In 2018, back then when we didn’t even knew about Covid-19, I was sitting in a little restaurant in Slovenia with my happy field team. We were exhausted from another long day of geophysical surveys for our active tectonics project and quite thirsty. A colleague of mine, Philipp Balling, had just finished his field work in Croatia and was on his way north to join us for a few days before he would continue to Jena. He arrived late that evening and we had a great time catching up with each others stories from the field. He showed me a few photos, one of them displaying a huge, flat area at the Croatian coast. I was immediately alerted and asked if the Croatian coast was uplifting, because this thing looked like a marine abrasion platform to me. We chatted about uplifted marine terraces until long after midnight, and this is how the story of this paper began.
Understanding the morphology
Back home in Jena, we spent an entire day looking at the Adriatic coast with GoogleEarth, checking Philipp’s field photos, and playing around with a DEM. We realized that there were many more of these flat areas, and that in many places they had a staircase morphology.
We then realized that we were looking at a huge terrace system that stretches along the coast of the external Dinarides. If we’d know the terraces’ ages, we could work out the uplift history of the Dinaric mountains! Surely this had been described in the literature? Well, apparently not. We were excited. Philipp started to map out all the flat surfaces very carefully and plotted their elevations along the coast. It turned out that they clustered, and that they were present at up to 920 m elevation.
Philipp also realised that the incision of rivers on either side of the Adria-Black Sea watershed was symmetrical – a clear sign that we weren’t looking at the effects of tilt, but of broad uplift. But were these things really marine terraces? Unfortunately, we found neither terrestrial nor marine deposits on top of these flat surfaces. The surfaces affect different bedrock lithologies, and their morphology is neither influenced by bedding dip nor by faults. They cut folds, faults, and tilted strata on various elevations. The only way to explain them is the interaction of broad uplift with sea-level variations. But when did they form and how?
Bracketing the terrace age
We found that the terraces formed in different lithologies, for example in the Promina Beds, which are mid-Eocene to early Oligocene flexural foreland basin sediments (34-28 Ma). Since the Oligocene, the global sea level never exceeded +100 m compared to today. Therefore, the formation of at least all terraces presently preserved at elevations higher than 100 m above sea level must be due to a regional surface uplift of the Dinarides since the Oligocene.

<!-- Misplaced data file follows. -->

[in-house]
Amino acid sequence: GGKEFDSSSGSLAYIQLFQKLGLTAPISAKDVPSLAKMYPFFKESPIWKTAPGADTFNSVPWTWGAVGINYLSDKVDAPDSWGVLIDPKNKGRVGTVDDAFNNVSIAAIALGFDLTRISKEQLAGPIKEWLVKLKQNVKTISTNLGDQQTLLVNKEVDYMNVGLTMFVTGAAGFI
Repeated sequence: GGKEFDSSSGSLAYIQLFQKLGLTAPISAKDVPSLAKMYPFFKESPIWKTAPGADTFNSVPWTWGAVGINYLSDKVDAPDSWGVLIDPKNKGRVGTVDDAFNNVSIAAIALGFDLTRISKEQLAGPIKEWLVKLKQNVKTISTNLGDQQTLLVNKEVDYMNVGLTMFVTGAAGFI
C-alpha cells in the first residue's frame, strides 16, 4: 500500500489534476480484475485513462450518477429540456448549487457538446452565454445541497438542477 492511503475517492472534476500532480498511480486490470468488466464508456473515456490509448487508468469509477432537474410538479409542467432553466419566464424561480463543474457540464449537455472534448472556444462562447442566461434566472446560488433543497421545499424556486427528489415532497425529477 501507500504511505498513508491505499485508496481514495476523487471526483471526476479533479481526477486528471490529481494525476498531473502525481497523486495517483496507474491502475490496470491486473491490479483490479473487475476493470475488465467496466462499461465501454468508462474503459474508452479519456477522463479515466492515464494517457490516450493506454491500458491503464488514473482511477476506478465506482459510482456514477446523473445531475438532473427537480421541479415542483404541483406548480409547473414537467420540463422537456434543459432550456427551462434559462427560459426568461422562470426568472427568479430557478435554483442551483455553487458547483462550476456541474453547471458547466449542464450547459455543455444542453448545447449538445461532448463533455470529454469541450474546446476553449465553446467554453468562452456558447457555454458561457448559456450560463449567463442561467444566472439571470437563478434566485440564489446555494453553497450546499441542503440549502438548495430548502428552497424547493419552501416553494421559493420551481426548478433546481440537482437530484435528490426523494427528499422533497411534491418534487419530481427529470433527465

While all terraces formed in carbonates, we found not a single one within the lacustrine Miocene sediments of the Dinaric Lake System. On Pag Island, Miocene lake sediments crop out at sea level — topographically below all mapped terraces. Since there is no structural offset between the Miocene strata on Pag Island and the nearby marine terraces, the marine terraces must be older than the Miocene sediments on Pag Island (17 Ma). This timing coincides with the emplacement of post-collisional magmatism in the Internal Dinarides.
This was a stunning discovery. These morphological features were preserved for more than 17 million years!
What caused the uplift?
But what caused the broad uplift of the Dinarides back then? The first thing to note is that the terraces coincide with the location of the famous Dinaric slab gap. We looked at published geophysical data: P-wave tomography, S-wave tomography, and SKS splitting data. These data show no evidence of a slab deep enough to disturb the mantle flow pattern in the central Dinarides. However, the top of the leading edge of the high P-wave velocity body underneath the Dinarides correlates with a pronounced change in crustal thickness and, in the northern to central Dinarides, also in lithospheric thickness. All lithosphere-scale changes show a first order correlation with the location of the Adria-Black Sea drainage divide. The non-deformed lithosphere of the Adriatic plate is much thicker than the deformed lithosphere (90 km vs. 60–75 km only). This suggests a post-collisional removal of the orogenic root. P-wave tomography shows an NE-dipping, positive anomaly down to 180 km. Based on its position and shape we interpret this anomaly as delaminated lithospheric mantle of the Adriatic plate.
The extensive, uplifted terrace system is about 28-17 Ma old and still preserved in the landscape. A combination of deep geophysical and surface geomorphic data suggests an Oligo-Miocene delamination event following early Oligocene slab detachment. This lead to Moho- and surface uplift. The delamination is confirmed by a shallow, sub-vertical positive P-wave anomaly. The timing of the uplift also nicely coincides with the emplacement of post-collisional magmatism in the Internal Dinarides.
Our study also shows that it pays off to relax and chat in nice Slovenian restaurants.
How to cite:
- Balling, P., Grützner, C., Tomljenović, B., Spakman, W. & Ustaszewski, K., 2021. Post-collisional mantle delamination in the Dinarides implied from staircases of Oligo-Miocene uplifted marine terraces. Sci Rep 11, 2685.
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